PLAYING THE RACE CARD: Melodramas of Black and White from Uncle Tom to O.J. Simpson

Linda Williams, Author . Princeton Univ. $32.50 (424p) ISBN 978-0-691-05800-9

It seems like a long leap "from Lillian Gish to... Leonardo DiCaprio and from Uncle Tom to Rodney King," but in this dazzling, benchmark work, noted cultural historian and critic Williams makes it with panache and enormous insight. Investigating contemporary racial strife embodied in the Rodney King and O.J. Simpson trials, Williams (Hard Core: Power, Pleasure, and the Frenzy of the Visible) argues that centuries-old racial and sexual myths and representations are central to U.S. culture and politics. Exploring with acuity and empathy the many permutations of racial stereotypes (e.g., the black sexual predator and the white female victim in Birth of a Nation and elsewhere, and their social and political meanings over the past 150 years), Williams navigates a maze of American popular culture from Uncle Tom's Cabin, The Jazz Singer and Show Boat to Roots and Bill T. Jones's Last Supper at Uncle Tom's Cabin. Always provocative, Williams eschews simple explanations and easy liberal or conservative platitudes—as in her complicated analysis of the relationship between Jewish assimilation and blackface in The Jazz Singer and of the marketing for Gone with the Wind in Southern states (at age 10, Martin Luther King Jr. performed as a "slave" at a gala celebration of the film). Williams's astounding range of sources and attendant critical literature (she is professor of film studies at UC-Berkeley) is as impressive as her ability to synthesize and interpret so much information without undermining its emotional and artistic impact. This is a vital contribution to American studies as well as film and race studies. Photos and illus. (May)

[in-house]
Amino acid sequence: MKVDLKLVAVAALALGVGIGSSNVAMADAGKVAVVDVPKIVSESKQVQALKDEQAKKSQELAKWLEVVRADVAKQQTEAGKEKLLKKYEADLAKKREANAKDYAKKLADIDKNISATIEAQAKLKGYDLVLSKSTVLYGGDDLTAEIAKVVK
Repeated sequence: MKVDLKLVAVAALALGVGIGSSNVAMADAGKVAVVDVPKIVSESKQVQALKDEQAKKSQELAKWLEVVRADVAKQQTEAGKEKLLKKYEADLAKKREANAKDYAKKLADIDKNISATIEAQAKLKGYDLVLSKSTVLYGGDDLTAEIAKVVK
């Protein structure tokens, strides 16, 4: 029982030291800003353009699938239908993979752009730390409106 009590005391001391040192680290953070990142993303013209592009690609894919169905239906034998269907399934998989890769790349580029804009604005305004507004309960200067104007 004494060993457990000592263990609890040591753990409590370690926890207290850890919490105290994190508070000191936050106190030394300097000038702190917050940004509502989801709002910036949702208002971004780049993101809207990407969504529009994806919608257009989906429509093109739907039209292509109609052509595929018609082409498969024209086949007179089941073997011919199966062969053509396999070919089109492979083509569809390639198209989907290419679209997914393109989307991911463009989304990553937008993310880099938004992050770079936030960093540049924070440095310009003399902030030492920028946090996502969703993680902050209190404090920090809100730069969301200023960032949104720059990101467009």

Reviewed on: 04/23/2001
Release date: 04/01/2001
Genre: Nonfiction
Paperback - 424 pages - 978-0-691-10283-2
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